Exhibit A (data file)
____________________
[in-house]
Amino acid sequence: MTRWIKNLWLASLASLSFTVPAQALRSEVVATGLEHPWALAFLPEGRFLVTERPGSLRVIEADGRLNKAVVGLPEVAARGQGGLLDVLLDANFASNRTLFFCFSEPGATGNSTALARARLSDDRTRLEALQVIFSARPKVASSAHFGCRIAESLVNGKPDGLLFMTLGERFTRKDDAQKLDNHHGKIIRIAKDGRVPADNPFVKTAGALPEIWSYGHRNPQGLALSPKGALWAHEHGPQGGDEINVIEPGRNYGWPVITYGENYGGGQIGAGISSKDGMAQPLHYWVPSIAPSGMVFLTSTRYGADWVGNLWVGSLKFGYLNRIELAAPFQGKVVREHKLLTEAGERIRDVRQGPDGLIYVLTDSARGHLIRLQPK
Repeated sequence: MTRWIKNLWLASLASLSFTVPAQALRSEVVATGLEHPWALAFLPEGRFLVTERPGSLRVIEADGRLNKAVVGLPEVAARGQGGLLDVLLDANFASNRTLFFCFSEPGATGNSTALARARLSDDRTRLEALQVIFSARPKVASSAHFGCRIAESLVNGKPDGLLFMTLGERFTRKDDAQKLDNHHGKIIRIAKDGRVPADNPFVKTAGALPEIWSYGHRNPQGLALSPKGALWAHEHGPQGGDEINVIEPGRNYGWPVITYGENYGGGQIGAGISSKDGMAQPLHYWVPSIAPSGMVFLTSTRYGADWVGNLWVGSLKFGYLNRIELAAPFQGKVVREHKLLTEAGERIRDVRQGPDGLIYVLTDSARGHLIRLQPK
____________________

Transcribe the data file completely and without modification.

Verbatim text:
[in-house]
Amino acid sequence: MTRWIKNLWLASLASLSFTVPAQALRSEVVATGLEHPWALAFLPEGRFLVTERPGSLRVIEADGRLNKAVVGLPEVAARGQGGLLDVLLDANFASNRTLFFCFSEPGATGNSTALARARLSDDRTRLEALQVIFSARPKVASSAHFGCRIAESLVNGKPDGLLFMTLGERFTRKDDAQKLDNHHGKIIRIAKDGRVPADNPFVKTAGALPEIWSYGHRNPQGLALSPKGALWAHEHGPQGGDEINVIEPGRNYGWPVITYGENYGGGQIGAGISSKDGMAQPLHYWVPSIAPSGMVFLTSTRYGADWVGNLWVGSLKFGYLNRIELAAPFQGKVVREHKLLTEAGERIRDVRQGPDGLIYVLTDSARGHLIRLQPK
Repeated sequence: MTRWIKNLWLASLASLSFTVPAQALRSEVVATGLEHPWALAFLPEGRFLVTERPGSLRVIEADGRLNKAVVGLPEVAARGQGGLLDVLLDANFASNRTLFFCFSEPGATGNSTALARARLSDDRTRLEALQVIFSARPKVASSAHFGCRIAESLVNGKPDGLLFMTLGERFTRKDDAQKLDNHHGKIIRIAKDGRVPADNPFVKTAGALPEIWSYGHRNPQGLALSPKGALWAHEHGPQGGDEINVIEPGRNYGWPVITYGENYGGGQIGAGISSKDGMAQPLHYWVPSIAPSGMVFLTSTRYGADWVGNLWVGSLKFGYLNRIELAAPFQGKVVREHKLLTEAGERIRDVRQGPDGLIYVLTDSARGHLIRLQPK